US: NASA wants its moon dust and cockroaches back. The space agency has asked Boston-based RR Auction to halt the sale of moon dust collected during the 1969 Apollo 11 mission that had subsequently been fed to cockroaches during an experiment to determine if the lunar rock contained any sort of pathogen that posed a threat to terrestrial life.
The material, a NASA lawyer said in a letter to the auctioneer, still belongs to the federal government.
The material from the experiment, including a vial with about 40 milligrams of moon dust and three cockroach carcasses, was expected to sell for at least US$400,000, but has been pulled from the auction block, RR said Thursday. In another letter dated June 22, NASA’s lawyer asked RR Auction to work with the current owner of the material to return it to the federal government. The Apollo 11 mission brought more than 47 pounds (21.3 kilograms) of lunar rock back to Earth. Some was fed to insects, fish and other small creatures to see if it would kill them. The cockroaches that were fed moon dust were brought to the University of Minnesota where entomologist Marion Brooks dissected and studied them. But the moon rock and the cockroaches were never returned to NASA, instead displayed at Brooks’ home.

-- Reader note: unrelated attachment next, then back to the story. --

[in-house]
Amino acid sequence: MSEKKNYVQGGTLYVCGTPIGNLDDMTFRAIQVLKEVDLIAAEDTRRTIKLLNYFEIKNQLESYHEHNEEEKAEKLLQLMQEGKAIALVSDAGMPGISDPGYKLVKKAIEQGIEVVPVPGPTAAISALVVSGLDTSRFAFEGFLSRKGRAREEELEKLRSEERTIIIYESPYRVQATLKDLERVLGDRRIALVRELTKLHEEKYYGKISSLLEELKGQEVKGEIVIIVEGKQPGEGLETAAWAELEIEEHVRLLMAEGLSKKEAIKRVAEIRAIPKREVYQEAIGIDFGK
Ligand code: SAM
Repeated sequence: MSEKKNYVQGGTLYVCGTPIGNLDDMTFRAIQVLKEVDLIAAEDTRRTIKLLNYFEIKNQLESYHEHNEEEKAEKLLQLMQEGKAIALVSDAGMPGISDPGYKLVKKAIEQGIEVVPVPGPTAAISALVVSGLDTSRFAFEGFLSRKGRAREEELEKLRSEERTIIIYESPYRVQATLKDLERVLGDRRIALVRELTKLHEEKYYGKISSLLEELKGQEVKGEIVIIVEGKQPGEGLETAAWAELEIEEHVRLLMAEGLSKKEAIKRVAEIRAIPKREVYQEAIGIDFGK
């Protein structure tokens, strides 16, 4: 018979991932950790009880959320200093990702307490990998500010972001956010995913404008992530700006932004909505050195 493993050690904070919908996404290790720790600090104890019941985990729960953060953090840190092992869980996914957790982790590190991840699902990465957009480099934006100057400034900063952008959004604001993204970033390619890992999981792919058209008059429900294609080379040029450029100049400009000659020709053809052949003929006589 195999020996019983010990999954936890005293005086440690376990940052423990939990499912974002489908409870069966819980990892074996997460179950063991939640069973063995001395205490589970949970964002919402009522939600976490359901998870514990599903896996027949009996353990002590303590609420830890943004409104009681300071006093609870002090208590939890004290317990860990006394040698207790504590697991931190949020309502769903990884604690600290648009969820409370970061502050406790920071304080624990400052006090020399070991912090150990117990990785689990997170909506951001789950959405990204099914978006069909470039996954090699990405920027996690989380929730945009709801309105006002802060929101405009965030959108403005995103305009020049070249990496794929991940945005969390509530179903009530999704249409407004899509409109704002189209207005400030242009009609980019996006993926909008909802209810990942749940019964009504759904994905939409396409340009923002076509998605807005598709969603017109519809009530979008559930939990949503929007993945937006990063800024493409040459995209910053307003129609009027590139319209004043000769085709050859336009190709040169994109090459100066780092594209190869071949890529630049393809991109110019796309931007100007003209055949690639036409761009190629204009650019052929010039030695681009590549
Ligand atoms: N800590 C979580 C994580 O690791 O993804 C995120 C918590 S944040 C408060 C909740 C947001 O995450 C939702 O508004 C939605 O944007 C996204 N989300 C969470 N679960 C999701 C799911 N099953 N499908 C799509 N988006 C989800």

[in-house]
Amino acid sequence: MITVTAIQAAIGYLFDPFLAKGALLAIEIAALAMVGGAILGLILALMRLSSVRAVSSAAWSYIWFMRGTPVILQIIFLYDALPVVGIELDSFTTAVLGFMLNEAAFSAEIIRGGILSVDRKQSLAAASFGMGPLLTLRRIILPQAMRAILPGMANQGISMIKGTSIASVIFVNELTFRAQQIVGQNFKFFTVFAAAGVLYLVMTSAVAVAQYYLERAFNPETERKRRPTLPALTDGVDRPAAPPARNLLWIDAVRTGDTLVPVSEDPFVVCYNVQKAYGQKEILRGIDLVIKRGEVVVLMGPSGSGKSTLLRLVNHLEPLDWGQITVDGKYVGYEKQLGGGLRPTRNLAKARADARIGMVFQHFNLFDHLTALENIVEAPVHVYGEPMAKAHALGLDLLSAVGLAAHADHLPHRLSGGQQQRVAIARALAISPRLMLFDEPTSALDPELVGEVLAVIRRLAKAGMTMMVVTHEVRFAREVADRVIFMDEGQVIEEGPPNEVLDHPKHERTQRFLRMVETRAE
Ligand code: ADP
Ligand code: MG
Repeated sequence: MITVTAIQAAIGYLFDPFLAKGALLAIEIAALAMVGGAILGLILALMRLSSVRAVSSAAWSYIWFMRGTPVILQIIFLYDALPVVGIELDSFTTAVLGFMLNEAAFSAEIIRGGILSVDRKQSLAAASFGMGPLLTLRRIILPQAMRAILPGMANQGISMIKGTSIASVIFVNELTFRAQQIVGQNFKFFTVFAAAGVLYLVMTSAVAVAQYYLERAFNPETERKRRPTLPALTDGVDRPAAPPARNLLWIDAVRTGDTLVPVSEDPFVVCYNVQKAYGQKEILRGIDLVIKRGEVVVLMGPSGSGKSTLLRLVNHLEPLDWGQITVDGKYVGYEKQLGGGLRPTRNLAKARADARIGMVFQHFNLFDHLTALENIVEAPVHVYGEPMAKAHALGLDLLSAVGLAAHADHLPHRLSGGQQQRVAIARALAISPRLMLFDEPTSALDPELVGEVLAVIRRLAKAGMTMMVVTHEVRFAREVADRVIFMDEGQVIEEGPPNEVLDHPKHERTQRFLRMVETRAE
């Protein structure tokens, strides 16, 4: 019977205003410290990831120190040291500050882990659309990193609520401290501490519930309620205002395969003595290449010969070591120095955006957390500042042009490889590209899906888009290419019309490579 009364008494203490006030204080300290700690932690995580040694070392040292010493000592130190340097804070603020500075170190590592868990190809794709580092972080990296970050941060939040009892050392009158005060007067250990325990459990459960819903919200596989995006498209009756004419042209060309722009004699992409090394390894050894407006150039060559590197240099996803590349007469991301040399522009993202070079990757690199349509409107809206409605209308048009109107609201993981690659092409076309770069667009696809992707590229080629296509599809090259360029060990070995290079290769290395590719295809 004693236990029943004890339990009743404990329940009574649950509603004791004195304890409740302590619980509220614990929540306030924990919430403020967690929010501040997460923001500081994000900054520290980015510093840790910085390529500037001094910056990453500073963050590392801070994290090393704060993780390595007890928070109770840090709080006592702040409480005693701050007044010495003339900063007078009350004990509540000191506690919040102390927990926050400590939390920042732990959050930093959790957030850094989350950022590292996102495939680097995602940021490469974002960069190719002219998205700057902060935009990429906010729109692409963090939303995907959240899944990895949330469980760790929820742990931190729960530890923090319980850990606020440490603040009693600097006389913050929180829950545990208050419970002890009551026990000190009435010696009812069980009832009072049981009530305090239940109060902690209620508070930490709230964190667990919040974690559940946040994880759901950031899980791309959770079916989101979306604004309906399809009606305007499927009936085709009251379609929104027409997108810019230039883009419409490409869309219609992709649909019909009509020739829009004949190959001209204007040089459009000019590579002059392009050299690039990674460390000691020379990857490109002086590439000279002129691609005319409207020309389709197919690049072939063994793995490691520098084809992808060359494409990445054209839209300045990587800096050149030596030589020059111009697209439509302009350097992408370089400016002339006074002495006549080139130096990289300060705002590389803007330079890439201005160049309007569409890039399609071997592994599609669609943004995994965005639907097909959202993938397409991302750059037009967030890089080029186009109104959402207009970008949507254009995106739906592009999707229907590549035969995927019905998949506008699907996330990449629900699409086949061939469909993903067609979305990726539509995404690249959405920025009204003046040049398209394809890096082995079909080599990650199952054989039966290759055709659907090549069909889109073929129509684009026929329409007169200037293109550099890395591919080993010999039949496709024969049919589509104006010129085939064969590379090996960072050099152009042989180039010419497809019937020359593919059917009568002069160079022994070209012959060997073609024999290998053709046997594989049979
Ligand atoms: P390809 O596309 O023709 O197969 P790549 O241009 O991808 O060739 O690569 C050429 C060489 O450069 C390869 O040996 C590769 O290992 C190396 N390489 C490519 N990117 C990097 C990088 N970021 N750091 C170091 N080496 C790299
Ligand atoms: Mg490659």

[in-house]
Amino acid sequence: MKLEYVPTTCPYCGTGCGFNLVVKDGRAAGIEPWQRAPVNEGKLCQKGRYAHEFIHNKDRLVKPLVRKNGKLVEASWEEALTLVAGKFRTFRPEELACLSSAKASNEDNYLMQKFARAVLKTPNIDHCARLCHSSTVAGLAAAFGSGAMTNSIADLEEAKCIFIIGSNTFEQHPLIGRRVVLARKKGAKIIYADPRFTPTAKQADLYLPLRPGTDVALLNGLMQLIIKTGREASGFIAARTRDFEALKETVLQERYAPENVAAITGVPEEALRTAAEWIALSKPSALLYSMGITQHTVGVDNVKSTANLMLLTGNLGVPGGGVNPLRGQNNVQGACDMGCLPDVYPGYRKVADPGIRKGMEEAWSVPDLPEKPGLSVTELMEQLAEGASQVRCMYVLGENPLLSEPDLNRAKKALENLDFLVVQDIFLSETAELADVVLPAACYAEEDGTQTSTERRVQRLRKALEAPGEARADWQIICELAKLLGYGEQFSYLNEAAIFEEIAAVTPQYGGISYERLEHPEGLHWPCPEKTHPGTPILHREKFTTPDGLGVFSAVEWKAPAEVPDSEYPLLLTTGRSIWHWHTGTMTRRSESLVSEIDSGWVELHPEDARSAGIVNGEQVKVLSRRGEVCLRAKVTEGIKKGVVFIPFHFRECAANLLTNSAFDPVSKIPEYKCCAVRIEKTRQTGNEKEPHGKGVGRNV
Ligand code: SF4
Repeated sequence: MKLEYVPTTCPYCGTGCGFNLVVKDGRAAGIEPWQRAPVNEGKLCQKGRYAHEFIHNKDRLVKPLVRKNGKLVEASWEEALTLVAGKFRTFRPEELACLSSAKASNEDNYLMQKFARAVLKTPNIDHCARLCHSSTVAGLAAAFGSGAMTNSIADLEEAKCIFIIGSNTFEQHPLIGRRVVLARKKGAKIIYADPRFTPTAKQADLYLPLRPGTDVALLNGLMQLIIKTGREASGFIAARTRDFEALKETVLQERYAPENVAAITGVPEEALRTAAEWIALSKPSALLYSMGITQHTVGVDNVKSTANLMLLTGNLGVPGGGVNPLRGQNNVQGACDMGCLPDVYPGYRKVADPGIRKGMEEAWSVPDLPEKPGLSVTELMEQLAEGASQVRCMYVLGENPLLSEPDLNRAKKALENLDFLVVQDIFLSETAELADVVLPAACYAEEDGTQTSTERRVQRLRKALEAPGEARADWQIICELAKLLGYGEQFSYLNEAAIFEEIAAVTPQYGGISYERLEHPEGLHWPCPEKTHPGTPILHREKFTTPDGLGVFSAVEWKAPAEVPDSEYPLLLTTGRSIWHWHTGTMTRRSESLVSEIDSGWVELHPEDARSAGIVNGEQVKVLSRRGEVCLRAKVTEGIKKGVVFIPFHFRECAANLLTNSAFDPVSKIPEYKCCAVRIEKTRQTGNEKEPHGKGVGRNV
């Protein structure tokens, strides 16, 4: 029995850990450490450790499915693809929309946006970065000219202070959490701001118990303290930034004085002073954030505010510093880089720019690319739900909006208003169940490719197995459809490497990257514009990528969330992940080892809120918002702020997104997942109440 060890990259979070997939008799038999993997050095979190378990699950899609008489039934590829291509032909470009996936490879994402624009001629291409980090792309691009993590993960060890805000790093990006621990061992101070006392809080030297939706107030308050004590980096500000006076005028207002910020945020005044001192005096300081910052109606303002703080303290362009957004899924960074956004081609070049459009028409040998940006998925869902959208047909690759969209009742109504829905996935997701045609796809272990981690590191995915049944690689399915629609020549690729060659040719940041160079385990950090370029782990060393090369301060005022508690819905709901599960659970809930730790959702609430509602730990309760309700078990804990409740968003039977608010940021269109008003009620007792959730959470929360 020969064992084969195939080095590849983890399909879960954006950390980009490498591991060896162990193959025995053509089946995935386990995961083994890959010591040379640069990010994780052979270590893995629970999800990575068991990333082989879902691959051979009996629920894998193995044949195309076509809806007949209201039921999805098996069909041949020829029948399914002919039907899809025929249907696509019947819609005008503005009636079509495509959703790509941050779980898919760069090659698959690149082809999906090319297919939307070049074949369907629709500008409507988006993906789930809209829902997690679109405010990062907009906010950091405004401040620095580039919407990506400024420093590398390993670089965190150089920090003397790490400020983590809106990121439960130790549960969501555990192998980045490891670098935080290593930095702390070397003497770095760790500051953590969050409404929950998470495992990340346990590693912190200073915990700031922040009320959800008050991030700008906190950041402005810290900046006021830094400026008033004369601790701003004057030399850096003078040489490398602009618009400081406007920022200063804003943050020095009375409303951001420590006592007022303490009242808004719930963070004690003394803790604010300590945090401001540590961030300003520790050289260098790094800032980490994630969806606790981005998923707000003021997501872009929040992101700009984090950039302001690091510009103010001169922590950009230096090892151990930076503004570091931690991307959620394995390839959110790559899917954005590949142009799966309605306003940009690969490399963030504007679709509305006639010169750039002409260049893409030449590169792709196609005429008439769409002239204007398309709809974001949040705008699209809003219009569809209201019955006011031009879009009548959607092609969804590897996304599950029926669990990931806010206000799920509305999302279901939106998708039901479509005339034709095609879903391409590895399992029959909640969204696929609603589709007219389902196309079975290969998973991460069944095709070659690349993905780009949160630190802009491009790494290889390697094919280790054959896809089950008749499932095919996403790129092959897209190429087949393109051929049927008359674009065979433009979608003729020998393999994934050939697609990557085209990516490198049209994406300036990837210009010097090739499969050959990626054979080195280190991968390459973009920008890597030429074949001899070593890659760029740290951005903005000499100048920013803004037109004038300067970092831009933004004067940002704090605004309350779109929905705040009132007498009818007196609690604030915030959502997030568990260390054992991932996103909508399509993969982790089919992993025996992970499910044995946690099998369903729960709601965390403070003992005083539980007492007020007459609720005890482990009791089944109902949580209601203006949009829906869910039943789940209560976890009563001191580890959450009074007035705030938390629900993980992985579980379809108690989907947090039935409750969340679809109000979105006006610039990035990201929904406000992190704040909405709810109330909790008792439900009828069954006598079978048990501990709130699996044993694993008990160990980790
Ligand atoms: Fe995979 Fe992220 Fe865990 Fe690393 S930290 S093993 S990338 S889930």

Her daughter sold them in 2010, and now they are up for sale again by a consignor who RR did not disclose. It’s not unusual for a third party to lay claim to something that is being auctioned, said Mark Zaid, an attorney for RR Auction. – SEATTLE TIMES